Normandy Beaches and Bayeux

Normandy Beaches

If you’re interested in history then a day trip to the D-Day beaches on the coast of Normandy is sure to interest you.

The tragic and moving story of the landings in June 1944 is documented by the Caen memorial and the Omaha Beach Visitor center. Bayeux is the perfect town to make your base as it is within easy striking distance of both memorials. Adding to its significance, during World War II, Bayeux was the first city in France to be liberated in the Battle of Normandy.

On 14th June 1944 General Charles de Gaulle, the commander of the Free French Forces, first stepped back onto French soil after his exile in London and two days later, on 16th June, he used Bayeux as the location of his first major speech, celebrating the real fighting France and restoring national authority.

Don’t forget to visit Bayeux War Cemetery, which includes the largest British cemetery dating from the Second World War. The soldiers buried here were mostly killed in the game changing invasion of Normandy.

This is, in fact, the spine-tingling cemetery that private Ryan walks through in the opening and closing sequences of Saving Private Ryan.

Wondering why the name Bayeux rings a bell? One word: tapestry. This 70m long piece of embroidered cloth is generally the main incentive for the millions of tourists that flock to Bayeux each year. The Bayeux tapestry, made in commemoration of the events of the Norman Conquest in England in 1066, is the oldest surviving complete tapestry in the world.

If you believe the legends, the Bayeux tapestry was made by Queen Mathilde, wife of William the Conqueror but the most likely theory is that it was commissioned by William's brother Bishop Odo and designed and woven in England.

The Story

The tapestry tells the story of the Norman conquest of England with Harold Godwinson's Anglo-Saxon troops fighting against the Normans led by William the Conqueror.

Bayeux Tapestry

There are certain mysteries surrounding the Bayeux tapestry, mainly to do with two missing panels (6.4m worth) that would detail William's coronation.

There is also a rather racy segment of embroidery depicting a clergyman hitting a woman while two very naked men lurk in the background. Historians believe that the best explanation for this is that there was some kind of well known scandal of the day that needed no explanation.

Originally housed in Bayeux’s gothic cathedral (which is incidentally also worth a visit) the tapestry now has its very own museum which is open to the public every day.

The “Tapisserie de Bayeux” museum has different audio and written guides to give you a hand in deciphering what you're looking at as you walks along the cloth's length.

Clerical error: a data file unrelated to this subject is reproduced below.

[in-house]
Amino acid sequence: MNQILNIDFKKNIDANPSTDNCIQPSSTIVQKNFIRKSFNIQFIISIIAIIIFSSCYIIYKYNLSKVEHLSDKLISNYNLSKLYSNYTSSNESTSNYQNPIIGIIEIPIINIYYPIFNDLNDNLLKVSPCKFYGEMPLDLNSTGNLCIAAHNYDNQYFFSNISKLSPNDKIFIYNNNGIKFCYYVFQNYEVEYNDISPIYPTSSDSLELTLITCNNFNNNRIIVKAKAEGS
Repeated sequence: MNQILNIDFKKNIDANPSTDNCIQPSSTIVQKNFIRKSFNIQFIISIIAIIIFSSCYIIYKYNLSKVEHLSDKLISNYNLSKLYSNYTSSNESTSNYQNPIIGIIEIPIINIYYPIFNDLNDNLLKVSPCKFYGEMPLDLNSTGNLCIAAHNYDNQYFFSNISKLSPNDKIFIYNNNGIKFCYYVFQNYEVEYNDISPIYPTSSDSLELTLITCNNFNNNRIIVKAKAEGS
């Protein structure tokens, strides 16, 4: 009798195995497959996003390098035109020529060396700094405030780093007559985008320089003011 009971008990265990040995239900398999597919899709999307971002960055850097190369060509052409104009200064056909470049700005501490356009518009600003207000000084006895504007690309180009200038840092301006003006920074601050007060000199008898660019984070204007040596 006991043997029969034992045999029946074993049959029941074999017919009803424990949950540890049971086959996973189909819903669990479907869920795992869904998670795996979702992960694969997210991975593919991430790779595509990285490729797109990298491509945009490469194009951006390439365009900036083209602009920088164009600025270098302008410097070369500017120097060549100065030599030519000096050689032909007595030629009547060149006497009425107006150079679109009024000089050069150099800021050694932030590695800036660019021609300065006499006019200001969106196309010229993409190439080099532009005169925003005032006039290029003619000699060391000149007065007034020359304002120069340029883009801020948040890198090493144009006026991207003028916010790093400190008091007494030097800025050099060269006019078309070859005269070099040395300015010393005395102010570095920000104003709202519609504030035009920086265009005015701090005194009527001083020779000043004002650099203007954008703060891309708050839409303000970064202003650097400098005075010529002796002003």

Caen Memorial and Omaha Beach

The Caen Memorial was opened on June 6, 1988 (at the 44th anniversary of D-Day) and is considered by connoisseurs as the best World War II museum in France.

Omaha Beach

The memorial, which was built on the site of an old bunker, doesn't leave anyone indifferent and invites to meditate about the evils of war with an exhibit that displays not only the rise of Hitler and the Nazis, but also about the consequences of the Cold War and 9-11. In fact the Memorial's musée pour la paix was the first museum outside of the United States to include 9-11 artifacts.

Omaha Beach was one of the five landing beaches during the Allied invasion of German-occupied France on 6th June 1944. That day over 3000 Americans and 1,200 Germans lost their lives on the beach.

On a cliff overlooking Omaha Beach sits the Normandy American Cemetery which is the final resting place of 9,387 American soldiers, most of whom died during the D-Day landings and subsequent operations. The seemingly endless rows of white graves are a somber sight, yet it must never be forgotten.

There is a visitor center explaining in detail the military operations and staff on duty can escort you to a specific grave.

These harrowing memorials are vital in their role of ensuring that we never forget and impressing upon us the importance of learning not to make the same mistakes again, from past failures and successes, but most of all the imperative need to find lasting peace.


Trains from Paris for Bayeux leave from St. Lazare station and the direct train will take around 2 hours. There is also a train which requires a change at Caen which takes 2 and a half hours to reach Bayeux.

The Normandy American Cemetery is open to the public every day, except on Christmas (December 25) and New Year (January 1). The opening hours are 9 a.m. to 6 p.m. from April 15 to September 15, and 9 a.m. to 5 p.m. the rest of the year.